The rumors are going around that someone high up in the organization was going to get the axe at software giant and systems playa Oracle when the company reports its financial results for the fourth quarter of fiscal 2012 on Thursday. According to a report written by JMP Securities, and published in Murdoch Wall Street rag …
Totally true, but not Oracle's version of the truth
Just as Oracle will be punished for stating the obvious about HP Itanium, Block is going to be punished for stating the obvious about Sun. It is a dog... obviously, why else would they have needed to fire sale it to Oracle. Even though this is just stating what everyone already thinks, it doesn't jive with Oracle's laughable T4 benchmarks or their pseudo commitment (no Sun tech in Exa) to legacy Sun.
I kinda liked the
Funny - We tried to buy some new Soracle x86 servers but...
As a long-time Sun hw user, we wanted to renew our database boxes and asked for a quote. They came for a meeting. All they (Oracle) wanted to sell us were crazy expensive exa machines. We don't need (and cannot afford) that kind of database - we just wanted to renew our db hardware. But they would not (could not?) answer simple questions - like how do we buy one with a 5 year warranty. Or - how much to keep failed hard drives.
So - we went Dell and no longer look at Soracle hardware. Idiots.
Re: Funny - We tried to buy some new Soracle x86 servers but...
Yeah, you wonder how much longer Oracle will even keep x86 servers in the line. Larry has publicly said that he "doesn't care if x86 [revenues] drop to zero." They are bragging about Exa supposedly being far over $1 billion per year in run rate. If you assume that means something like $300 million per quarter in Exa, Sun, Pillar, networking, OEM, and other odds and ends are running at about $600 million per quarter and falling fast.
Kinda off topic.
Is it just me or I Larry Ellison one of the least Charming CEO's in the history of computing, I know he has some competition but I can not find any redeeming trait in the man, nor warmth or soul.
Re: Kinda off topic.
Larry, Steve... Steve, Larry...
Sorry, too difficult, especially before coffee.
"Probably doesn't make much sense for Block to send a resume to HP, if he is let go."
Au contraire, he's just the man to shake it up (brain-off mega sales type with competitor intelligence etc, etc).
It seems to me that US corporations are filled with these kind of gungho, self-belief arseholes whose loyalty is paid for along with their enthusiasm and belief in the products. You'll find he's "a man on a mission" whenever the reward and the willy-waving kudos are on offer. Tiresome, very tiresome.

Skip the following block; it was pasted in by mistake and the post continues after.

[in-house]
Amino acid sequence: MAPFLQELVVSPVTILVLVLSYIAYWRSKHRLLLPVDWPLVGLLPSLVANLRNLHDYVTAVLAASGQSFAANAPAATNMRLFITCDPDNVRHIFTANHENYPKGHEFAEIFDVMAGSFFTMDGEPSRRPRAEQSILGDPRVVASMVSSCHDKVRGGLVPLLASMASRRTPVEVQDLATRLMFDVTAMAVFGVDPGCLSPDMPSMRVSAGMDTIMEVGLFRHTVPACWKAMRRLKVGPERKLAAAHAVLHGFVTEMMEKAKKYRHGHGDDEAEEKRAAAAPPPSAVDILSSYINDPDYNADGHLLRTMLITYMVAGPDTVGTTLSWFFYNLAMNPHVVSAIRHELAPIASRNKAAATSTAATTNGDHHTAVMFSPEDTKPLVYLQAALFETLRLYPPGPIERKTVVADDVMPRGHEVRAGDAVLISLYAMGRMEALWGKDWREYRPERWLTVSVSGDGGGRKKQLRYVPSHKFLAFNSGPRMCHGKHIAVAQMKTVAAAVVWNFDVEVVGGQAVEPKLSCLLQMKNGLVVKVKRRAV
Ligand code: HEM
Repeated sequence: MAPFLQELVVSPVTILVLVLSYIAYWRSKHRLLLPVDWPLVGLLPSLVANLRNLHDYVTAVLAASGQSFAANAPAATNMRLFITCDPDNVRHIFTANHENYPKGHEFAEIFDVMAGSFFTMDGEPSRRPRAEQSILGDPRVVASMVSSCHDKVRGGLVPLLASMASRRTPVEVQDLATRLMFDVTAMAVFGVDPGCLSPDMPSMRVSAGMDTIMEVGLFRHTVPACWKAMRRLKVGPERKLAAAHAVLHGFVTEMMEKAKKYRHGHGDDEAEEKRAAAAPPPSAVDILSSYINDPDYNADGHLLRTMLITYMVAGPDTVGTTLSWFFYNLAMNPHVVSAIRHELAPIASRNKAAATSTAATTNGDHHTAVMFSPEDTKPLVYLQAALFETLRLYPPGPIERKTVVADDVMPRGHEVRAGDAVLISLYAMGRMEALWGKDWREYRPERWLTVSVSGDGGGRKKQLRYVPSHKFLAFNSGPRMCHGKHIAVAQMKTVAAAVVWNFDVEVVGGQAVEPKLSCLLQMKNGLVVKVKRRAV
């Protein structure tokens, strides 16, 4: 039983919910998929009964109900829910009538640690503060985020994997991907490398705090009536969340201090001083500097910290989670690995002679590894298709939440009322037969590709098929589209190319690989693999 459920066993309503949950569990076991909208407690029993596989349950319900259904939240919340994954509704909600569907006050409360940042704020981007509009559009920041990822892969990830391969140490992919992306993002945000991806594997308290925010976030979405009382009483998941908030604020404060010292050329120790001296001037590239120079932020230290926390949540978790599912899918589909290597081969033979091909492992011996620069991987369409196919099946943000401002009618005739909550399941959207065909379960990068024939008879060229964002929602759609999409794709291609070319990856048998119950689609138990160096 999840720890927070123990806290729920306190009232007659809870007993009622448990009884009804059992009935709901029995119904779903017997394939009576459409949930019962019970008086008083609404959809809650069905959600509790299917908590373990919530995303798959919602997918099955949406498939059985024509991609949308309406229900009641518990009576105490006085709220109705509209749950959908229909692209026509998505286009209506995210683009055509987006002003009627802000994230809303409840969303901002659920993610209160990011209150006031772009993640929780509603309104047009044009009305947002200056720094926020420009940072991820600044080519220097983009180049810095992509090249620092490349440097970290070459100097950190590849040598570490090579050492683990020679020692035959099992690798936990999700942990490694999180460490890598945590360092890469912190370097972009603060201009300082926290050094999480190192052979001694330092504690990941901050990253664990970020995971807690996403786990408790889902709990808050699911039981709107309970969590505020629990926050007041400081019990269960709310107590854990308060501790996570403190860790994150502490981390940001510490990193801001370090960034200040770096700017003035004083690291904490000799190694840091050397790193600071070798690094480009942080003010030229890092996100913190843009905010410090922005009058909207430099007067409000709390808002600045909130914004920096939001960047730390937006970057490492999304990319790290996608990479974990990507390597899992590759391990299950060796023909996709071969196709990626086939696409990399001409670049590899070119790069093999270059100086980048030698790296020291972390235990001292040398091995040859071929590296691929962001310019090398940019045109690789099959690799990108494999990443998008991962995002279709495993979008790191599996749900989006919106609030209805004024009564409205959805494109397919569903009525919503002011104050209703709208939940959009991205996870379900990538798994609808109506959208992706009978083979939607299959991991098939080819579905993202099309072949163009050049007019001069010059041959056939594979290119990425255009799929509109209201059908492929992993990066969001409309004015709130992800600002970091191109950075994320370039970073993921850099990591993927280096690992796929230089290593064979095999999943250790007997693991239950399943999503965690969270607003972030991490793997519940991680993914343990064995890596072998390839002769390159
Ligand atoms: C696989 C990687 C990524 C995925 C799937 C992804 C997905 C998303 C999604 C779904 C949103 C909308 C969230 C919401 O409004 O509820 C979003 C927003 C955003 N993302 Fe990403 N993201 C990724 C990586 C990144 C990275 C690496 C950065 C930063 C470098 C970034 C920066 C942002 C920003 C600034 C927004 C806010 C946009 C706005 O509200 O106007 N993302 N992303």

He's also just the man to take hold of Autonomy and "scale it" (no, now I'm just being silly).
Re: "Probably doesn't make much sense for Block to send a resume to HP, if he is let go."
Haha, if only they can "scale" Autonomy rapidly enough, there will be a solid financial return... that is the most humorous of HP's many head in hands acquisition justifications. I suppose it would be true if some company bought HP for one trillion dollars (that is literally the price per revenue multiplier used for Autonomy) it would make sense if they could "scale" HP fast enough... no reason to believe that will happen, but theoretically
Reached out... to Oracle
is this some kind of Diana Ross tribute?
What exactly does Oracle do well?
IT question mark because Oracle isn't an IT company anymore.
They're foisting exa on people, meanwhile their applications are a Brobdingnagian nightmare. EBS contains no fewer than three complete sets of Swing tutorials (care to manipulate .AU files? There's a nifty sample set, three really). The code runs slow and crashes in creative and unexpected ways. Meanwhile, the business howls in frustration because it either doesn't do anything remotely what the sales jerks said or it pretends to and returns rubbish data. Now we have BIG SCARY ALERT because Oracle is pushing out Java 7 AUTOMATICALLY even though Java 7 doesn't work with EBS (seriously, I've tried and Oracle agrees). Nice job on the coordination there, team.
But the database is good, right? Well, it was. Now, updating from 11.1 to 11.2 means a whole new raft of server-crashing bugs. Here, have a memory leak. Fancy talking to support? HAHAHAHHA! "Please try patch 32983797923874993874 in your PROD instance and let us know if that doesn't work." When that fails, of course one must try patch 32983797923874993875 instead.
So if they're doing other things terribly badly I'm unsurprised. They don't give a damn about their customers or producing a quality product. Oracle is nothing but a sailboat manufacturer posing as an IT giant.
Re: What exactly does Oracle do well?
Not much :(
We are on their support now for former-Sun storage kit and were 'disappointed' (politest choice of words) to see how much worse their support is compared to the piss-poor Sun support we had before that.
Re: What exactly does Oracle do well?
Amen! I am amazed at how often we've been sent Oracle 'experts" to configure Oracle software running on Oracle hardware using an Oracle OS and they can't get the bugger to work.
The writing was never more clearly on he wall for Solaris: every ****ing "expert" knows how to configure the software on Linux, but Solaris is a mystery to them.
Oh well. Eventually they'll suck so badly for so long at such a high cost that we will be able to persuade management to consider alternatives.
'orrible, simply 'orrible
Larry, Larry, quite contrary,
How does your empire grow?
With IP "rights" and patent fights,
and lawyers all in a row.
How on earth ..
... did stored comments between two execs at Oracle, get into HP's documents?
Re: How on earth ..
Discovery from the trial. The real question is how it is that either HP or Oracle can let these internal documents out in public with no consequences.